Can Sense of Taste ACTUALLY Change?

Ever wonder why a food left a bad taste in your mouth but now that food rotates in your daily menu? Those 10,000+ taste buds on the tongue might just house the answer!

Ever wondered how the child who only eats 10 total foods grows up to be a connoisseur of oysters and calamari? Or why the friendly neighbor can suddenly tolerate nine servings of veggies per day after trying Whole 30? 

In other words, do your taste buds change? They absolutely can.

Responsible for the sense of taste, the taste buds on your tongue can shift and may even help you reach your health goals. Discover how to initiate the transition from yuck to yum!

What Is Taste?

Taste is one of the five unique, main senses that humans possess. Taste is derived from the tongue when tens of thousands of taste buds are activated. 

Taste buds are sensory receptors located on the bumps or papillae of the tongue. They are also located on the roof of the mouth, the epiglottis, and the throat. Working together, these tissues communicate with the digestive system to effectively absorb nutrients. 

The five recognized tastes include:

  • Sweet
  • Salty
  • Sour
  • Bitter
  • Umami (meat)

Often confused with taste, flavor actually results from stimulation of the olfactory system otherwise known as the sense of smell. The union of breathing and chewing produces the flavors of foods and is much more specific than the groupings that describe taste. 

For example, cookies taste sweet, but can be further described as chocolate chip, snickerdoodle, sugar or ginger. Not to mention the additional flavors that additions like nuts or raisins offer.

Loss of Taste Causes 

Taste cells synergistically work with chemical and physical senses to produce flavor. Thus, changes in taste buds can highly affect how someone perceives flavor. This mechanism is hindered due to various factors such as:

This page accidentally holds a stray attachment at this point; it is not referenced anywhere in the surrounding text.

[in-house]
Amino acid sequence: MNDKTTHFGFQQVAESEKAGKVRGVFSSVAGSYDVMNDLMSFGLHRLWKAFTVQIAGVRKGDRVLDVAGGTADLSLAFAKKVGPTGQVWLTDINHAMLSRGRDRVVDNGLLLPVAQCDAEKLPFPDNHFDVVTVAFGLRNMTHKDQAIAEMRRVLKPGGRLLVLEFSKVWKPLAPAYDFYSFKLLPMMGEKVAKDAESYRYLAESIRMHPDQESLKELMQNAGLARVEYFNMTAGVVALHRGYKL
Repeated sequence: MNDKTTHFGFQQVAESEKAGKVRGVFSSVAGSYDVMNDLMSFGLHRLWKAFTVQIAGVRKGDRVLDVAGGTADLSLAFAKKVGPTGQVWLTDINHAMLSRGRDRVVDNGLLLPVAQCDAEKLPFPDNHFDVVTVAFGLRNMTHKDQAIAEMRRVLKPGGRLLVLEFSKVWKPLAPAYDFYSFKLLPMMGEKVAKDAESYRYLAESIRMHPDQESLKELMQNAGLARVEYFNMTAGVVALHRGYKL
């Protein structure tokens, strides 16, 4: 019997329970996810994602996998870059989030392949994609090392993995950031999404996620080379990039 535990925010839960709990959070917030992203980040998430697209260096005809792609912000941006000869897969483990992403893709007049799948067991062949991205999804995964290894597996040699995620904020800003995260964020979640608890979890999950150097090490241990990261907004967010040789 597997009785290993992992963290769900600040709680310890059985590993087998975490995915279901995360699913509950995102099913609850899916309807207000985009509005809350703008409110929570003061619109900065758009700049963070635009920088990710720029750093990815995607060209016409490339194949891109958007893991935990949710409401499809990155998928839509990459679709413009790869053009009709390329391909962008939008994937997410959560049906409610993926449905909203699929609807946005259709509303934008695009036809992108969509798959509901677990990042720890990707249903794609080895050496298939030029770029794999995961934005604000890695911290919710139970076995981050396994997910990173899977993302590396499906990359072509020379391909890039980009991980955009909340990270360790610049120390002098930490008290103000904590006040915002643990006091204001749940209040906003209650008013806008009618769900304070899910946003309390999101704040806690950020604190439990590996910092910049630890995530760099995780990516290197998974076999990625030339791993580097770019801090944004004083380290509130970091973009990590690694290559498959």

Typically, upper respiratory infections like the common cold or the coronavirus impair nasal pathways. This condition generally known as congestion can reduce the sense of smell and therefore, impact the perception of taste since they are inextricably related. 

It seems like taste buds simply stop working when sick, making food taste bland and boring. But the truth is that taste is simply less potent without the sense of smell.

Nutrient Deficiencies

Vitamin, mineral and other nutrient deficiencies can result in suboptimal taste buds. Generally, these nutrients are required for taste bud tissue to perform optimally, so a lack of them can lead to a lack of taste. 

The most common nutrient deficiencies that lead to this are vitamin A, B6 and B12, zinc, and copper.


As humans change, taste buds diminish in number and function. Aging taste buds endure a decrease in size and sensitivity, impacting the ability to taste flavor as potent as once before. Similar to the illness and infection cause, the natural reduction of sense of smell also contributes to the decrease in taste. 

Additionally, many aging people take one or more medications, which can also alter the perception of taste. The most common class of meds that cause this are angiotensin-converting enzyme inhibitors used for high blood pressure. 

However, others that can have an impact include:

  • Antibiotics
  • Antidepressants
  • Antifungals
  • Antihistamines
  • Antihypertensives
  • Anti-inflammatories
  • Antipsychotics
  • Antivirals
  • CNS meds
  • Diuretics
  • Muscle relaxants
  • Thyroid medications

Consult with a doctor or pharmacist regarding additional questions on certain medication side effects.

Nerve Damage

Nerves located along the mouth to the brain are responsible for taste bud function and perception of flavor. Thus, nerve damage related to injury or illness along this pathway can disrupt taste buds. 

Potential causes of nerve damage include ear infections and surgeries, dental procedures, facial nerve dysfunction, or brain trauma. In addition, nervous system disorders like Parkinson’s, Multiple Sclerosis, Alzheimer’s, and some non-nervous system conditions like cancer can alter taste buds. 

In reality, any disease or condition that affects the mouth, nose, or brain has the potential to change those buds.


Certain hormonal changes and/or imbalances can influence taste. One of the most obvious examples of this occurs during pregnancy. Pregnant women often exhibit newly acquired cravings for foods they never enjoyed in the past and may show a preferred desire for salty foods. 

On a different note, hormonal shifts related to stress or sleep deprivation can increase cravings for foods high in refined sugar, salt, and fat.